You Received Unemployment Benefits During the Crisis. What Does That Mean for Your Taxes?
About the author: Lamar Watson, CFP®, is a Fee-Only Financial Advisor in the Washington, D.C. area, that works with clients virtually across the country. Lamar's work with his clients focuses on budgeting, employee benefits, paying down debt, buying their first home, and investing. Lamar is the Founder of Dream Financial Planning, a virtual financial planning firm specifically designed to help young professionals and minorities take control of their finances and fulfill their dreams. Feel free to schedule a complimentary consultation to learn how we use the The DREAM Financial Planning Process ™ to help our clients achieve their goals.
By the end of May 2020, over 20 million Americans claimed unemployment benefits.1 This payment can be a great relief to many who have found themselves out of work due to COVID-19. Many companies have been forced to lay off workers, while others simply have not been able to operate as a result of health risks, including restaurant and entertainment industry workers.
However, unlike the stimulus checks that were a part of the CARES Act, unemployment benefits (state benefits plus the government’s weekly benefit payments) are federally taxable and may also be taxed by your state.2 Rather than facing an unwelcomed tax burden during the 2020 tax season, we go through three options to help you prepare for next tax season.
Option #1: Request Tax Withholdings
Since federal income tax is paid in real-time as you earn income, employers are required to withhold a certain amount from your pay throughout the year that goes directly to the IRS. This eliminates the need to monitor your salary and make regular payments to the IRS. When it comes to unemployment compensation, though, tax is not automatically withheld. However, the amount received is still taxed federally (and may be taxed in your state as well) — so you may end up owing at the end of the year.3
To avoid this, you can opt to have federal income tax withheld by submitting a request to the IRS using Form W-4V.3 There may be additional steps necessary to complete depending on your state of residency. You can check with your state’s requirements through the U.S. Department of Labor’s CareerOneStop.
Option #2: Make Estimated Tax Payments
In fact, the IRS recommends doing so if you don’t elect to have taxes withheld or if a portion of your income is not automatically withheld.4 Not only does this save you from owing a hefty amount during tax time, but it can help you avoid or fix any issues that may come up, such as underpaying on taxes unintentionally. The IRS states that you can typically avoid any penalties by paying 90% of your tax throughout the year.5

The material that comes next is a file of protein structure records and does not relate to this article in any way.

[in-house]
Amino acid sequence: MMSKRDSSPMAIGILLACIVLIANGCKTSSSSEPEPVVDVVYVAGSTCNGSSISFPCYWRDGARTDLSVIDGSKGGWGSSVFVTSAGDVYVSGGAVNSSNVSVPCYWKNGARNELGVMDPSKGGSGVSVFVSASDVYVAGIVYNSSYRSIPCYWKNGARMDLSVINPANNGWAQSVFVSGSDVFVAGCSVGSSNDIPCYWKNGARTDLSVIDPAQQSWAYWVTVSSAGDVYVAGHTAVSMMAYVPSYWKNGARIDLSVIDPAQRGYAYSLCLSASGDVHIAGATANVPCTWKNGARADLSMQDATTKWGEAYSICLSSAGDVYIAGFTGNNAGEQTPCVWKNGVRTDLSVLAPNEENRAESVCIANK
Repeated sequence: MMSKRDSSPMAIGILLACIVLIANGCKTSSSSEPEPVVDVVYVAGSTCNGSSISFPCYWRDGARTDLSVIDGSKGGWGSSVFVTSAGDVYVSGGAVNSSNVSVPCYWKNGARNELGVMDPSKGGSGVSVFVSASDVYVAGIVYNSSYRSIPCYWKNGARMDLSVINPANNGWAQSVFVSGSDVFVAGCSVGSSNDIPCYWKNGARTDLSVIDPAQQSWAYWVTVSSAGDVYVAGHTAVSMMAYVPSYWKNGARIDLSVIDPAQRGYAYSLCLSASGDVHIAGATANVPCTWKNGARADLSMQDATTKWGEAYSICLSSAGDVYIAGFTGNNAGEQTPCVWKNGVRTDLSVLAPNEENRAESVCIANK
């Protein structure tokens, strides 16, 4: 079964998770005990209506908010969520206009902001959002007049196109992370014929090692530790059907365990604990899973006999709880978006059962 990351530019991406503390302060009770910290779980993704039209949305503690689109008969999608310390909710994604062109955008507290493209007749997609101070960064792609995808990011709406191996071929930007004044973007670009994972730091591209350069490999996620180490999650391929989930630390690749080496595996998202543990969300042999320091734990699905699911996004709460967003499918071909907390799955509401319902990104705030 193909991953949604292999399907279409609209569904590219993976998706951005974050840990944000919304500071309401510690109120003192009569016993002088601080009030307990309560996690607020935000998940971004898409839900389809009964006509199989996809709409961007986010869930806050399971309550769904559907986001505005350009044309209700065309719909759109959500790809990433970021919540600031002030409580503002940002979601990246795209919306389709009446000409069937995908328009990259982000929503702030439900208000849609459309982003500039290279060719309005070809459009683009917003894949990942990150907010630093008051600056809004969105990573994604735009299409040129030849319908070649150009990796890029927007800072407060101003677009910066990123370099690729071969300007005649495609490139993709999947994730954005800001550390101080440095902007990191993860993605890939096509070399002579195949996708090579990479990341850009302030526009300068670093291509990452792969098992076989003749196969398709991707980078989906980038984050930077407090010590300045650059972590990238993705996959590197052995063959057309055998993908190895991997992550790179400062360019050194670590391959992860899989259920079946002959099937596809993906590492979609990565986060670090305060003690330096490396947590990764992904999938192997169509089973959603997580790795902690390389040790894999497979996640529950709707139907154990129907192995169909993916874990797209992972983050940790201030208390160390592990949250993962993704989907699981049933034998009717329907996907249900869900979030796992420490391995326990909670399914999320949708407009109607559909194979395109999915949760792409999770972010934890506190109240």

To estimate your payments, the IRS advises using your previous year’s tax return as well as Form 1040-ES, Estimated Tax for Individuals. The payment considers your expected income and tax credits.5
If you began receiving unemployment compensation in April or June of 2020, the deadline to make estimated tax payments has been extended from April 15 and June 15 to July 15, 2020. After this, however, estimated tax payments will still be required according to the normal schedule.5
Option #3: Put a Portion into Your Savings Account
In some dire cases, it might not be possible to make consistent tax payments or to have a portion of your benefits withheld. If this is the case, whenever possible, put away part of your benefits compensation into a savings account. If you already have at least a small emergency fund accrued for the year, delegating this portion for your taxes can help you prepare for the 2020 tax season.
COVID-19 has brought about uncertainty in numerous forms with many individuals and families waiting to know when they can return to school, work and an overall normal way of life. For those who have experienced economic hardship and have needed to collect unemployment compensation, there are still proactive ways to ease your financial future. Saving for taxes, paying them as you go or requesting withholdings are three avenues to do so.
Dream Financial Planning Process ™
Whether you're managing student loan debt, starting a business, or considering buying your first home, the DREAM Financial Planning Process™ is tailored to the unique needs of busy professionals is their 30s and 40s. This process focuses more on short-term goals while you grow and evolve in your personal and professional life. If you're looking for guidance on: Financial Planning, optimizing employee benefits, budgeting, student loans, and managing your 401k or investments we can help.
With uncertainty surrounding the economic stability of our country, it's okay to have fears and anxieties surrounding your own savings and investments. The most productive course of action from here is to reach out to Dream Financial Planning (or whoever your trusted advisor might be) and discuss your options. It's easy to have knee-jerk reactions when it feels like the bottom is falling out, but it is imperative to make decisions using research-backed data and a level head. If you'd like a Complimentary Review and risk assessment of your investment portfolio feel free to send me an e-mail.
On the first Thursday of every month I send out a monthly newsletter with tips and tricks to help you manage your Finances. In the July Newsletter I shared an article that discusses Regulation Best Interest vs. the Fiduciary Standard. I also included two downloadable PDFs. One highlights how to make sure your Health Savings Account (HSA) distributions are tax-free. The other provides guidance on if you should contribute to a Roth or Traditional IRA.
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